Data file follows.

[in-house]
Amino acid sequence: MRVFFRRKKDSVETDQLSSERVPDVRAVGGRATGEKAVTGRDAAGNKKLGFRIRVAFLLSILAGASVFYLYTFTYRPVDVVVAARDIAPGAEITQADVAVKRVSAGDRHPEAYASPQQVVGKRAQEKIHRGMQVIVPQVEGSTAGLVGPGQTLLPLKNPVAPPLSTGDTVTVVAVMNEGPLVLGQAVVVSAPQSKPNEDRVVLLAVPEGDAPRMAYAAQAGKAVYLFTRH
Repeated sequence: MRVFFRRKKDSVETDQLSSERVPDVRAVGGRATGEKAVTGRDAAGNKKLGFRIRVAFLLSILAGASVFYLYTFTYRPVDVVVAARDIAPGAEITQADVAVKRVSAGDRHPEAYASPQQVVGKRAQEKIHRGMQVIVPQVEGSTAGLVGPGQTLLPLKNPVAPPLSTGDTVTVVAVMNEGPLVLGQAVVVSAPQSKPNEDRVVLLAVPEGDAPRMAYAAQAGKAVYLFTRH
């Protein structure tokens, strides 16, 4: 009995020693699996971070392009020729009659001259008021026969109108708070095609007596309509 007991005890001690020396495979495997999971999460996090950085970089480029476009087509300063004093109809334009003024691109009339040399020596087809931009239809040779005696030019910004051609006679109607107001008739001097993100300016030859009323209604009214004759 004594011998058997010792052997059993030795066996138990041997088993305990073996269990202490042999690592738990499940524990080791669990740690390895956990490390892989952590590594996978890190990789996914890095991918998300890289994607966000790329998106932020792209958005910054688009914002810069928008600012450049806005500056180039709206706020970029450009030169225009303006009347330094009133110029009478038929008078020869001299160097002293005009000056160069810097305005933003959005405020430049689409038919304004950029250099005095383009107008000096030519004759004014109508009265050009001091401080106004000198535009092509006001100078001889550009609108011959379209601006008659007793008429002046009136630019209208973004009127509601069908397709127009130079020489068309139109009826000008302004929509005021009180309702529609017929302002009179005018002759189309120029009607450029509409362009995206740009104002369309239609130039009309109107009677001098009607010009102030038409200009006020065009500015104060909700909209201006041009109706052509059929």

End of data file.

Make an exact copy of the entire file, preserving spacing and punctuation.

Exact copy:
[in-house]
Amino acid sequence: MRVFFRRKKDSVETDQLSSERVPDVRAVGGRATGEKAVTGRDAAGNKKLGFRIRVAFLLSILAGASVFYLYTFTYRPVDVVVAARDIAPGAEITQADVAVKRVSAGDRHPEAYASPQQVVGKRAQEKIHRGMQVIVPQVEGSTAGLVGPGQTLLPLKNPVAPPLSTGDTVTVVAVMNEGPLVLGQAVVVSAPQSKPNEDRVVLLAVPEGDAPRMAYAAQAGKAVYLFTRH
Repeated sequence: MRVFFRRKKDSVETDQLSSERVPDVRAVGGRATGEKAVTGRDAAGNKKLGFRIRVAFLLSILAGASVFYLYTFTYRPVDVVVAARDIAPGAEITQADVAVKRVSAGDRHPEAYASPQQVVGKRAQEKIHRGMQVIVPQVEGSTAGLVGPGQTLLPLKNPVAPPLSTGDTVTVVAVMNEGPLVLGQAVVVSAPQSKPNEDRVVLLAVPEGDAPRMAYAAQAGKAVYLFTRH
């Protein structure tokens, strides 16, 4: 009995020693699996971070392009020729009659001259008021026969109108708070095609007596309509 007991005890001690020396495979495997999971999460996090950085970089480029476009087509300063004093109809334009003024691109009339040399020596087809931009239809040779005696030019910004051609006679109607107001008739001097993100300016030859009323209604009214004759 004594011998058997010792052997059993030795066996138990041997088993305990073996269990202490042999690592738990499940524990080791669990740690390895956990490390892989952590590594996978890190990789996914890095991918998300890289994607966000790329998106932020792209958005910054688009914002810069928008600012450049806005500056180039709206706020970029450009030169225009303006009347330094009133110029009478038929008078020869001299160097002293005009000056160069810097305005933003959005405020430049689409038919304004950029250099005095383009107008000096030519004759004014109508009265050009001091401080106004000198535009092509006001100078001889550009609108011959379209601006008659007793008429002046009136630019209208973004009127509601069908397709127009130079020489068309139109009826000008302004929509005021009180309702529609017929302002009179005018002759189309120029009607450029509409362009995206740009104002369309239609130039009309109107009677001098009607010009102030038409200009006020065009500015104060909700909209201006041009109706052509059929």